I was transferring that to a certain extent. Photographing people to me is an act of utter closeness. It's like fervently singing a love song or sculpting a pair of hands, shaping, almost caressing them, until they reach their ultimate form. Interesting you mention the word desire; I see it as the longing to be part of the object, seeping through the ground glass and merging. But that can happen with a flower as well as with a person. What a transcending thought!
… STILL-LIFE/NATURE MORTE AND PORTRAITS… ONE HAS TO BE BRAVE TO PUBLISH A BOOK WITH THIS THEMATIC, ISN'T IT?
Yes, especially compared to what I see as the current trends in photography, the book seems relatively unsophisticated and artless with this uncommon combination. I try to use the tools I feel comfortable with or, like with this project, that happen to be in my surroundings. It is more my perceiving the environment than about constructing a concept.
Maybe the bravery lies within accepting one's own way of doing something rather than trying to separate oneself from others artificially. Following the Wolga river in Russia, my current project is mainly portraits and landscapes, a more popular pairing. Hopefully, it will soon turn into another publication.
A GOOD OLD FRIEND FROM THE PAST COMPARED BRAVENESS WITH STUPIDITY; THEY ARE, SOMEHOW, SYNONYMOUS. I FOUND THAT BEAUTIFUL, LIKE DON QUIXOTE, LIKE RESTORATION…
Courage isn't really among my virtues, so foolishness does come closer. I am more spontaneous, so I let coincidences lead my way rather than a planned undertaking with a set goal, which would again correspond to bravery. Paired with sincere ideals to humane encounters, a portion of foolishness seems to be the better horse for me. And by keeping my imaginations to myself, the playground is restricted for others to interfere, which leaves me more freedom to evolve. The outcome might diminish the number of the audience, but all the more, I can hope to be sure of their comprehension.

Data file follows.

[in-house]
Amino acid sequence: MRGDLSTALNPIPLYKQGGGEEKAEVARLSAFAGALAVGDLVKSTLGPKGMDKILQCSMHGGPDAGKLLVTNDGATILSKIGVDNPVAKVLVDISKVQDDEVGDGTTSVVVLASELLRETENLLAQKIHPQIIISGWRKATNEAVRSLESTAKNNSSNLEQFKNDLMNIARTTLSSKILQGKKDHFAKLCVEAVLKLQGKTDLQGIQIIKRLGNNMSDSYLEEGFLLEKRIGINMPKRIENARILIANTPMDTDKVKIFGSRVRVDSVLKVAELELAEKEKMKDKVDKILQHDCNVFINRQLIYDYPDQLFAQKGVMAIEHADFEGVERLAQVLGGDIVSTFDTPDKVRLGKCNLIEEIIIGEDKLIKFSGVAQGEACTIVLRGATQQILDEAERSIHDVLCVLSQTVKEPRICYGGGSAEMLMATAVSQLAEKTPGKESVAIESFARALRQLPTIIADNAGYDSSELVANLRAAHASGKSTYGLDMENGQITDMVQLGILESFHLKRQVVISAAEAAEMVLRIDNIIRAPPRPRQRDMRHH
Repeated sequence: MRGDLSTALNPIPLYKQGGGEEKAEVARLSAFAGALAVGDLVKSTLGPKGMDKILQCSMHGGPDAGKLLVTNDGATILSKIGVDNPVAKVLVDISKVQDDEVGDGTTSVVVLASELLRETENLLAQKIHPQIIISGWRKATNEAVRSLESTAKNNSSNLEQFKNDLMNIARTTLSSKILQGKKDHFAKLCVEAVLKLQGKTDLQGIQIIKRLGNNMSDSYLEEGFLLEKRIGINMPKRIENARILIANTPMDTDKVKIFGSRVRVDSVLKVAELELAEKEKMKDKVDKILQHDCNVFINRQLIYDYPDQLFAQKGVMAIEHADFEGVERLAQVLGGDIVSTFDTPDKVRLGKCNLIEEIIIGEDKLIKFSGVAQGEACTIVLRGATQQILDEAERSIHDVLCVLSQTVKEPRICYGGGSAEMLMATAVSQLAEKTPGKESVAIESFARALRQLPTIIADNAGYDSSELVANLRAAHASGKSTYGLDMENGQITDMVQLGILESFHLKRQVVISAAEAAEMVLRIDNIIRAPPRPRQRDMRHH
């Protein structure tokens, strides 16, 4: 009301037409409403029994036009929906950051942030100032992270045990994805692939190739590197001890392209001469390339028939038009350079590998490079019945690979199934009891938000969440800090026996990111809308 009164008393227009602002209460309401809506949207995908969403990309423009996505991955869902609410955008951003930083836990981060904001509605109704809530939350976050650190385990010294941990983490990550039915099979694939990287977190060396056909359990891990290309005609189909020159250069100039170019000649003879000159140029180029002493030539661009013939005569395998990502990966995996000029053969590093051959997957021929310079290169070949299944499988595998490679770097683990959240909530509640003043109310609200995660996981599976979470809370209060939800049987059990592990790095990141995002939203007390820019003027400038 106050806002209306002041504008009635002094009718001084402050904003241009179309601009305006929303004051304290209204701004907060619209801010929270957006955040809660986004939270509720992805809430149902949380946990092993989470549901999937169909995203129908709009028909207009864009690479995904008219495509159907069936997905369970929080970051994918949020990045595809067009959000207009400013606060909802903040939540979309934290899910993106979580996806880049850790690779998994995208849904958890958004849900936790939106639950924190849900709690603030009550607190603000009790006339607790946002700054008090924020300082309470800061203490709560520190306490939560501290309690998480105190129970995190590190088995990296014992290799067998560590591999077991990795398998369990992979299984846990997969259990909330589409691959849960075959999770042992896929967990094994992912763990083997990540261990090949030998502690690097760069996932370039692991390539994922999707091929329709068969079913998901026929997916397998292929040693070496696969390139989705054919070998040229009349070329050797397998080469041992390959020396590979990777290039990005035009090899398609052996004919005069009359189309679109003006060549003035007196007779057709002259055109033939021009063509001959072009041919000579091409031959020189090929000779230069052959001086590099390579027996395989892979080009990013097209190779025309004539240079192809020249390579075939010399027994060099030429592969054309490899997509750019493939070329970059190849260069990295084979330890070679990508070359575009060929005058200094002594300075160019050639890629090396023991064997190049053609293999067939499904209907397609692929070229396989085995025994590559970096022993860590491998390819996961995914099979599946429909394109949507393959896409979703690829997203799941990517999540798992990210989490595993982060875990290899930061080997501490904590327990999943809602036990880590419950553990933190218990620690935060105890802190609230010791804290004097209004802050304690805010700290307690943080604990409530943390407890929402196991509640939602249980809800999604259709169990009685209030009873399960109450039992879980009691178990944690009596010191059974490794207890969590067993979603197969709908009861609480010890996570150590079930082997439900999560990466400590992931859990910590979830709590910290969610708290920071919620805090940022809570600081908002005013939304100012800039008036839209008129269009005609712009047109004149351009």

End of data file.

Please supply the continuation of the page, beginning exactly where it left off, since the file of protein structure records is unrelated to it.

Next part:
IMPOSSIBLE NOT TO ASK YOU ABOUT RUSSIA: YOU HAVE BEEN THERE ALMOST EVERY YEAR IN THE LAST DECADE. I REMEMBER THE WOLGA RIVER PROJECT (THEIR SOUL RUNS BENEATH IF I'M NOT WRONG), THE RE-ENACTMENT OF SOLDIERS (WHICH ARE POWERFUL!), NOW THE NEW BODY OF WORK THAT BY NOW CAN BE CONSIDERED A GUERRILLA OR RESISTANCE ACTION. WHAT CAN YOU TELL US ABOUT THE RUSSIAN SOUL YOU WERE SEEKING AND DOCUMENTING, ABOUT THAT VAST AND ANACHRONISTIC LAND AND THE GOOD FRIENDS YOU HAVE THERE?
The notion of a spirit or a soul, something we can't picture clearly, but still radiates between certain people, has touched me in my early years. Some kind of a mutual understanding, a requited love towards someone, a wordless gaze followed by silence—it also manifests in the way I photograph. Almost certainly, my Finnish heritage establishes a connection to that… intangible entity that has long become a Leviathan to us and its own people.
By drifting along that heart of the Russians, the Wolga river, I have tried to record the inexplicable. What warmth and caring have welcomed me, what curiosity about my provenance met me, and yet deeply rooted with a natural suspicion towards the unfamiliar and with a gloomy melancholia— behaviours that find their soils in the distant past of that vast steppe.
WHAT WAS THE LAST BOOK YOU READ?
I read several books parallel, depending on the mood and many of which I can't seem to finish. Among the last ones were Rilke's Letters to a Young Poet. I keep re-reading parts of it to find peace. But the book I want to mention is The Maid Silja by Finnish writer Frans Eemil Sillanpää. I couldn't recapitulate that dark and deeply sad plot, but I can still see the sun shining through the woods while she is swimming in a late autumn lake.
IF YOU COULD INTERVIEW YOURSELF, WHAT WOULD YOU ASK?
The questions I ask myself are...
THANKS A LOT, JORMA!
Thank you for your interest in my thoughts.
PHOTOS BY ANNE GABRIEL-JUERGENS
ZÜRICH, MARCH 2022